I have eight colored pencil drawings in the exhibit. The drawings are still lives comprised of items from around my home and garden, some objects purchased at antique stores or ebay, and many of the still lives contain encapsulated still shots from iconic films, eccentric personas or art history references. I wanted each still life to have a visual richness or lushness to highlight and celebrate the figures or kitsch objects presented (and I use the term ‘kitsch’ with the utmost seriousness).

I’m ‘queering’ each still life through incongruous juxtapositions of objects and identities, and by capturing, containing and making a commodity of portraits, nature, memory and behavior. I’m a portrait artist and symbolist, so the genre of still life seemed like a natural fit for this exhibit at the MIA, an institute that celebrates ‘objectness’. Coding and concealment are an important part of queer history; the slowness of the conceal and reveal in the drawings is intentional and necessary. Dolly Parton is visually present in one of the drawings, and I also appropriate her song titles as titles for each of the works.

What process did you go through to exhibit with the MAEP program?

I like to think of it more as a process of courting and persuading Erika Olson Gross into applying with me! We had previously exhibited together in a show called ‘Garden Variety’ in Milwaukee, and so we decided to create a proposal for the MAEP and submitted to the committee. When we learned that we were paired with Jennifer Davis and Terrence Payne we were delighted, as we were both very familiar with their work. We have all since become a hyperactive little family.

Many artists find art to be a solitary experience, where creating community can be difficult. I wonder if you have a similar or different experience. How would you describe the Twin Cities art community and your place in it.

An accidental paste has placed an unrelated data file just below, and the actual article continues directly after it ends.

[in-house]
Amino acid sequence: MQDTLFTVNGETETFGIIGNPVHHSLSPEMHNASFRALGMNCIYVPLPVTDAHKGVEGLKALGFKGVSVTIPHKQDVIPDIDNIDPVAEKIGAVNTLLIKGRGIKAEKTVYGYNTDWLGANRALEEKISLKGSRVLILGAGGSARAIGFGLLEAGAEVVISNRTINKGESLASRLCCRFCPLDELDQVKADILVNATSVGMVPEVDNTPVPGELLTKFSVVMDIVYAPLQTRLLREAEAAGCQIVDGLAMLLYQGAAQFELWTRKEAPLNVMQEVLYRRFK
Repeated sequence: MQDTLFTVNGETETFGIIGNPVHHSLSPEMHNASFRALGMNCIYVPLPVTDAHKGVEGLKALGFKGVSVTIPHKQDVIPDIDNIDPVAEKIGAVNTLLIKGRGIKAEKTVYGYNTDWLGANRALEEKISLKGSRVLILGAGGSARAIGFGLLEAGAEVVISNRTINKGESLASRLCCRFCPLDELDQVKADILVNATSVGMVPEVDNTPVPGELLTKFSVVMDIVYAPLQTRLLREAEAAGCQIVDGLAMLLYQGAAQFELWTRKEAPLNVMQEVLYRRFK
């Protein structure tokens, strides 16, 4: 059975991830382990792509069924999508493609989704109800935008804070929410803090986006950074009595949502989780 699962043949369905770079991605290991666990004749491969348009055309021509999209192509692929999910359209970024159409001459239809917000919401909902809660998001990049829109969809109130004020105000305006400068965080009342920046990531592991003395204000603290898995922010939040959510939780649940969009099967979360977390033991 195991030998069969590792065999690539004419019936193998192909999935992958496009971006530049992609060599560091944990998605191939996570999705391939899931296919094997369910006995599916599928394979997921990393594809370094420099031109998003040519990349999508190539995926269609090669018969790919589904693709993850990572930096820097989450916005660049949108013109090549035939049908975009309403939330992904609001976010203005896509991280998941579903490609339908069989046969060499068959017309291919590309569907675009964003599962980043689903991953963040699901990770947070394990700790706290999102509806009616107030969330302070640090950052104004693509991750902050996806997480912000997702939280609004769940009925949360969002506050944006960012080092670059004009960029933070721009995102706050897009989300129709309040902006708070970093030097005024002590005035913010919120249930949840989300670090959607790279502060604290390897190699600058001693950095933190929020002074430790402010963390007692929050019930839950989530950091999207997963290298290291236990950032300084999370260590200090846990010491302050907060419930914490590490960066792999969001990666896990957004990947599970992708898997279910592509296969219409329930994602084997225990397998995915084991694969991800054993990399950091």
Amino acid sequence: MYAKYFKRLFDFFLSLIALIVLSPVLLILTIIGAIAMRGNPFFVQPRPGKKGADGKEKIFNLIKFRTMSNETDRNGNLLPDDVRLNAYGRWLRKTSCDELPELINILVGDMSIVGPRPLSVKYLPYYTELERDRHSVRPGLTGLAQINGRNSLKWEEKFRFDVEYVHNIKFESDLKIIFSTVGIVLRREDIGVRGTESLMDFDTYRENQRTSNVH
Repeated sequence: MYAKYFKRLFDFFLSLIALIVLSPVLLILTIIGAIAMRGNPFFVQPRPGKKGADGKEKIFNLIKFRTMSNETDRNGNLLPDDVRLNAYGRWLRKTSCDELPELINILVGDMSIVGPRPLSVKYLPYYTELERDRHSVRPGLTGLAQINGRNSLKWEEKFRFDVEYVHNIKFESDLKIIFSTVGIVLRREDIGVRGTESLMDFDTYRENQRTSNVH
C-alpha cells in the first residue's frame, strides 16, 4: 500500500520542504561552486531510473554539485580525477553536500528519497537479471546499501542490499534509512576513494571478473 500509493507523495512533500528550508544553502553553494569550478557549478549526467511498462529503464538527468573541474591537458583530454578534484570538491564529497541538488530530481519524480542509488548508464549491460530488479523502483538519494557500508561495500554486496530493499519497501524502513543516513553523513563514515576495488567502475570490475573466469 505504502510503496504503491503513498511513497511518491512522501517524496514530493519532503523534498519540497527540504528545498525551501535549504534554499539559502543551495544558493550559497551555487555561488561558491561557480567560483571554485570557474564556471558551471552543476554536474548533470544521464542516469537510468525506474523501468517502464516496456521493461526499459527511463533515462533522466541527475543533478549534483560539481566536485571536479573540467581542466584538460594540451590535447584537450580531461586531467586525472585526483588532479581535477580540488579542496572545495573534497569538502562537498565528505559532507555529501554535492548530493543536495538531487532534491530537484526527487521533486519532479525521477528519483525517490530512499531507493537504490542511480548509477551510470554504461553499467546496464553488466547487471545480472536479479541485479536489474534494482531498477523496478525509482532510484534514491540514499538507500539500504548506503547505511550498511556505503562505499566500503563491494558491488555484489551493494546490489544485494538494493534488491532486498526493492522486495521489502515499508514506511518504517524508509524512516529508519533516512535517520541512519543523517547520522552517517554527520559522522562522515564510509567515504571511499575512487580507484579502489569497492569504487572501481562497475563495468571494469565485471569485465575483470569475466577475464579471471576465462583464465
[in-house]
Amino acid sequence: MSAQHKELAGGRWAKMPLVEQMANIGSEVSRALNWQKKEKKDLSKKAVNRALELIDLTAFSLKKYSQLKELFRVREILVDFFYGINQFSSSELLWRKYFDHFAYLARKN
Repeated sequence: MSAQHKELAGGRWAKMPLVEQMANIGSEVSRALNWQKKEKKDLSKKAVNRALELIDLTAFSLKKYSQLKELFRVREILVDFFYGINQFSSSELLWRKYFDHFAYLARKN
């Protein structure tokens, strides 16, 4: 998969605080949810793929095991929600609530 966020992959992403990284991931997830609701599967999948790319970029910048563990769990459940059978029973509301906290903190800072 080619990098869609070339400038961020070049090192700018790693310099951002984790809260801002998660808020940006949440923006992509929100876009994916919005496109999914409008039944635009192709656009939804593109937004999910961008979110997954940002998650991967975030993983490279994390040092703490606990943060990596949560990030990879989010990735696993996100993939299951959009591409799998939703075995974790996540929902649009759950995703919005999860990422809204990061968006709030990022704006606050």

I would describe the art community as very welcoming, energetic, encouraging, and generous. I always know that if I decide to escape from my studio to go to an art opening or event that I’m going to see some great work, run into friends and make some new ones. Local galleries are incredibly supportive of local arts and I’m always inspired by local artists’ generosity - donating time, artwork, labor, or cash to local arts organizations. It’s a fun place to live and work.

What was the best advice given to you as an artist?

Many of my past art instructors and mentors have stressed taking the role of artist very seriously, and so I make sure that everything I make is done with sincerity, that I’m honest with myself as well as others. Drawing still lives, there’s an interest in allegory and concealment, but I’m also dedicated to making those lies add up to a truth.

Which Minnesota artists do you enjoy?

So many – too many to mention. Of course, Erika Olson Gross, Terrence Payne and Jennifer Davis.
Andrea Carlson is my idol forever, and her new exhibit, “VORE” at the Plains Art Museum in Fargo is incredible.
I love photographer Erika Ritzel’s “SOLD” Series.
Other favorites include
Sonja Peterson . . . .

If I were to follow you around on an “art day” in Minnesota, which places would we go? What would we see?

I’ve been working on sculpture for an upcoming exhibit with Allen Brewer at St Cloud State University, so lately I’ve been hoarding collecting materials. Lots of trips to Michael’s, JoAnn Fabrics, SR Harris, and other crafty-type places.Hunt and Gather Antiques has seen too much of me lately. I like to stop in and visit the lovely ladies of Soo Visual Arts Center when I’m in the area, or check out other local galleries during the day.

What was the last local exhibit you saw and what were your impressions?

Andrea Carlson’s exhibit, “VORE,” at the Plains Art Museum in Fargo, ND (that’s local, right?). The amount of work and thought that Andrea has put into this show is awe-inspiring, and I was lucky to be able to hear her artist talk on cannibal movies and museum collections.

Do you have any exhibits or any interesting things going on in your life or coming up in the near future?

As I mentioned before, I have an upcoming exhibit, “Drawn and Quartered” with Allen Brewer in the Kiehle Gallery at St. Cloud State University. I will be exhibiting mostly sculptural work, comprised of fabric, fur and silk flowers. These sculptures are what I would call memorial or ceremonial wreaths and magic objects. Allen has been working on some really exciting “blind” portraits and sculptures – I’m really looking forward to this show.

I currently have a six-drawing series in the show “Vertical Currency: Five Years of Emerging Artists at the Rochester Art Center,” and a solo exhibition at the College of St Benedict, “Here you come again.”